Title: If Only
Author: Melanie Murphy
Publisher: Hatchette Books Ireland
Publication date: June 6, 2019
Genre: Fiction, Women’s fiction
Summary: Erin has just broken up with her fiance, has a job she hates, and is jealous of her new flatmate who is basically everything she isn’t. On the bright side, she has a fantastic friend in Reid, has just discovered her childhood friend Finn has moved to the same building, and is about to celebrate her thirtieth birthday with her beloved grandmother in Ireland. But her granny has a surprise for her: a special pendant that can give her the opportunity to briefly live a life she could have had that will change how she sees her reality.
I love the premise of this book. Who hasn’t wondered what their life would have been like if they’d made a different decision? I wouldn’t mind my own pendant, though I think it would drive me as nuts as it did Erin when she first received it. It is eye opening, though, what a glimpse into another life can give you. At the same time, it can also help one see how right reality can be for one. I loved that Erin explored a few possibilities, but kept coming back to how different her life in them was from what she loved about her reality. As a reader, I will always wonder about the if onlys, but reading this also makes me appreciate where my choices have led me and makes me think this is where I’m supposed to be.
The majority of this book takes place in London, and the characters feel like regular people out walking on the streets. Their speech was sometimes a little hard to follow and figure out since it just felt so very British, but I was charmed by the authenticity and how the author didn’t try to clean up their speech to make it more clear. It felt like I was listening in on someone’s life, and I loved it. One thing that bothered me a little, though, was when other characters would point out how Irish Erin was at times. As an American who doesn’t know the fine differences between being Irish and British, I had no clue what the character was talking about. There was no way I could tell what was British and what was Irish.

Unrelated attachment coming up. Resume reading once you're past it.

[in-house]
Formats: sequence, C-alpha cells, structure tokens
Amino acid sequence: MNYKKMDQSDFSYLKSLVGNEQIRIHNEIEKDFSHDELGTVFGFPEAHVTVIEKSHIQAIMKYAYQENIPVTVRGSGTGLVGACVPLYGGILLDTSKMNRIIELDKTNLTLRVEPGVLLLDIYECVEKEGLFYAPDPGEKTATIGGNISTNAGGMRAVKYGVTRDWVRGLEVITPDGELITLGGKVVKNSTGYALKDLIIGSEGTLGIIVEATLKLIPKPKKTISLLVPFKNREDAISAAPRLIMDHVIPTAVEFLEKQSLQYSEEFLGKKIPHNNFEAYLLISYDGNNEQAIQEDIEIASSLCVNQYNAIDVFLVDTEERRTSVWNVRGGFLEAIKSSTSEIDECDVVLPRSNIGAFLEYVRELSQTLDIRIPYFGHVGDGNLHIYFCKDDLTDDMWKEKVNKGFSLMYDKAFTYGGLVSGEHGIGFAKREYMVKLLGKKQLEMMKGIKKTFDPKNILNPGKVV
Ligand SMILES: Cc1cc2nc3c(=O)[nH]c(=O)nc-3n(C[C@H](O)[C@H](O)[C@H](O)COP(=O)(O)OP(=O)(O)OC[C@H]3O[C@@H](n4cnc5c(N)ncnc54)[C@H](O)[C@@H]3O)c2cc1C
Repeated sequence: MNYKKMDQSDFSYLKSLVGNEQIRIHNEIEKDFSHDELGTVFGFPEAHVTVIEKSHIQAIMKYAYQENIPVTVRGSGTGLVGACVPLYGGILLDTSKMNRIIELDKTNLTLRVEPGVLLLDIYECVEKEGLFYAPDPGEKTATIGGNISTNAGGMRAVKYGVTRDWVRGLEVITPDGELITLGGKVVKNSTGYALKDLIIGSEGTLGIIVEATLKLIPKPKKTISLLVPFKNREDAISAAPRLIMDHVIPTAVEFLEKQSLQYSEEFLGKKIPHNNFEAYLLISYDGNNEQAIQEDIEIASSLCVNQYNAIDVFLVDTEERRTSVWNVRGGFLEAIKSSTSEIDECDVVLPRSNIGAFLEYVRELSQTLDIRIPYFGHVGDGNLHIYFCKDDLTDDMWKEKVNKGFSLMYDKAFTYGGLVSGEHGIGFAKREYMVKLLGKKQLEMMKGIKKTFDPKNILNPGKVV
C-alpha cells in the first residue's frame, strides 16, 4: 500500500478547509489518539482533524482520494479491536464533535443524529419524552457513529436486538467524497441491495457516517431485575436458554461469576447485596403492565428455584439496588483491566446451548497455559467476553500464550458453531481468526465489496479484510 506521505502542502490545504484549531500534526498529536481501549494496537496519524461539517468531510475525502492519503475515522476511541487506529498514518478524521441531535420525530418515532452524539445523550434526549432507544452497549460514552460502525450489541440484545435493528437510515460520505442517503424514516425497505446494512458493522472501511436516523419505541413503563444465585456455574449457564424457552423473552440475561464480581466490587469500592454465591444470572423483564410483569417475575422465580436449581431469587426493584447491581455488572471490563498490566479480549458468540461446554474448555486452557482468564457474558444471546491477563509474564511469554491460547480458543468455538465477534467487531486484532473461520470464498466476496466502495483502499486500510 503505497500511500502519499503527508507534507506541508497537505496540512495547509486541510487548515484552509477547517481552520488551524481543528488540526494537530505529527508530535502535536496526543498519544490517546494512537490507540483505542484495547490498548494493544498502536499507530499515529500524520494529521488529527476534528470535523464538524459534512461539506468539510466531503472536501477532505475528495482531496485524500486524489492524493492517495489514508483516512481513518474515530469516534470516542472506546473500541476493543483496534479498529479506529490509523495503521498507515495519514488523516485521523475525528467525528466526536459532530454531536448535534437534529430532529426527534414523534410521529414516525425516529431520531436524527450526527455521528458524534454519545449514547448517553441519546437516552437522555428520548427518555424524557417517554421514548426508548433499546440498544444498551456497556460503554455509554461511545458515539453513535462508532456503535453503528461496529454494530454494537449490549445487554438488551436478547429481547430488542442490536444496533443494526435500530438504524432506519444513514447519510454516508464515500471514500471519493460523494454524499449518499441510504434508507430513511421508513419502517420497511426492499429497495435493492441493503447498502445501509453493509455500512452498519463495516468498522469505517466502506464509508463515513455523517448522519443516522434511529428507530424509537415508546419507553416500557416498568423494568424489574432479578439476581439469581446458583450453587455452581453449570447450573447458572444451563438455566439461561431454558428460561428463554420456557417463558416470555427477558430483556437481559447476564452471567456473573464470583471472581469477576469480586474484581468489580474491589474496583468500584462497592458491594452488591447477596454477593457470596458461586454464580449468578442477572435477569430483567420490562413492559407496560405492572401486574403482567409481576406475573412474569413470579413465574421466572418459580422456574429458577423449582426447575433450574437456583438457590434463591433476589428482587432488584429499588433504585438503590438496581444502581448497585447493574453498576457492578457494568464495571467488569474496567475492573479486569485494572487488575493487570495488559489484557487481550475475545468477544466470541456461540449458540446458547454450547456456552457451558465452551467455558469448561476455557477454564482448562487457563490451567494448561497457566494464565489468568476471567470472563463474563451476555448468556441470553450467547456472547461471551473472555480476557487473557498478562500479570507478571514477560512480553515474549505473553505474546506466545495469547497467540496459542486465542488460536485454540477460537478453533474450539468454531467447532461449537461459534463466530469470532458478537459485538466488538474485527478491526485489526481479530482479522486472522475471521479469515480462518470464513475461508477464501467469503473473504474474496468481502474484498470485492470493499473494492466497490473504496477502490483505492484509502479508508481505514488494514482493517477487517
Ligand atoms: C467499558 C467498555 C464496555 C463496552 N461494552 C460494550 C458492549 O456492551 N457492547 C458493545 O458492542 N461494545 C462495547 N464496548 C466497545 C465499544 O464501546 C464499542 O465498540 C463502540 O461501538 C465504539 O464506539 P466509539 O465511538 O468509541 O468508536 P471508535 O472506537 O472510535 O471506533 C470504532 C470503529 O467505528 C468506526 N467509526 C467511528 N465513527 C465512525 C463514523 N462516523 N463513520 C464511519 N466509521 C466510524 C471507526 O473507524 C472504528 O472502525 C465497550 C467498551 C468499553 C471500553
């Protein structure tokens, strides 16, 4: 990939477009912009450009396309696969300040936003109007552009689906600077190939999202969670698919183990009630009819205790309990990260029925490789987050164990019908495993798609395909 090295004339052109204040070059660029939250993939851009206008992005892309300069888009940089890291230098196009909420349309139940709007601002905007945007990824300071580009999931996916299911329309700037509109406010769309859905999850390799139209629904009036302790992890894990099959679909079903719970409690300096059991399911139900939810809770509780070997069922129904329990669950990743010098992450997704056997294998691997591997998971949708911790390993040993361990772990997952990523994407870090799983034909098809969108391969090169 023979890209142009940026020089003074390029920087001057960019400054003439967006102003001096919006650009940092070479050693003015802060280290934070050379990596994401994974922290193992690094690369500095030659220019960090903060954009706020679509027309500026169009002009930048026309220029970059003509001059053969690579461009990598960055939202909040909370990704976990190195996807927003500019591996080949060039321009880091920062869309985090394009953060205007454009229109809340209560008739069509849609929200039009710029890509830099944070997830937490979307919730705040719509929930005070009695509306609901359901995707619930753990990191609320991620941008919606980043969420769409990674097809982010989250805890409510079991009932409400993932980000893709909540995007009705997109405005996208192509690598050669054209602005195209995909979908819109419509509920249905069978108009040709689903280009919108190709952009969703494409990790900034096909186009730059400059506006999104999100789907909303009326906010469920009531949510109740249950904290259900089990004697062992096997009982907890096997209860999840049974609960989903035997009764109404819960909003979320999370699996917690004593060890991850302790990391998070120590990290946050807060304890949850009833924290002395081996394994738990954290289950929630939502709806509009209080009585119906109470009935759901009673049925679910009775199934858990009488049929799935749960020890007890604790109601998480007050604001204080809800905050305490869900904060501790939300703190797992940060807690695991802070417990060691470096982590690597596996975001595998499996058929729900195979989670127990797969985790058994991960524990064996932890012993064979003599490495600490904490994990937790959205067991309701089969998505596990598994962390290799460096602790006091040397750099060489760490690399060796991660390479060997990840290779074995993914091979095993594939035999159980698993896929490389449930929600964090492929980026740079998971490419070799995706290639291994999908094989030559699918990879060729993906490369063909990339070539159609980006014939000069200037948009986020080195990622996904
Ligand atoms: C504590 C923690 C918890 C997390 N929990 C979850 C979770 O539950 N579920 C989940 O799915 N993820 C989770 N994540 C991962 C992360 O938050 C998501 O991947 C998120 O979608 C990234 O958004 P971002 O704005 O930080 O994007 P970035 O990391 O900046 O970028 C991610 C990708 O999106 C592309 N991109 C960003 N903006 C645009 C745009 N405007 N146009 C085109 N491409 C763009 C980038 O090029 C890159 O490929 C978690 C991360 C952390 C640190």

One interesting thought that kept striking me while I read, though, was how much it kept making me think of the movie Love, Actually. I don’t know if it was the setting or how the characters spoke or how, in it’s own way, the story revolved around love and friendship, but it made me smile and want to keep reading.
I really loved how the structure was very different from what I had expected. When Erin was presented with the pendant and told she would only have seven views, I expected the chapters to, more or less, alternate between views and reality. Instead, I got an Erin who was torn between being terrified of using the pendant and wanting desperately to glimpse what different decisions would have brought. Most of the book was spent with her debating whether to use it and her living her life and moving forward, creating her own unique family and place in the world. What I didn’t like were the time jumps immediately after the chapters detailing her pendant use. I would have liked a bit about her digesting and unpacking what she saw and how it might impact her reality.
Overall, this was a delightful novel, one I would probably read over and over. The characters felt familiar in that they could be anyone with the same problems and questions and regrets. I loved the way Erin used the pendant and how it impacted the way she saw her reality, and I commend her lack of impulse to use all seven tries. I loved how this book highlighted the fact that we all have wondered “what if” or “if only” and suggested that perhaps the life we are currently living is the one meant for us anyways and that we must continually move forward.
How many cups of tea will you need?
4 cups will be perfect.
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Thank you so much to Netgalley and Hatchette Books Ireland for a free copy. All opinions expressed here are my own.
Check out more of my book reviews over at the Bookshelf.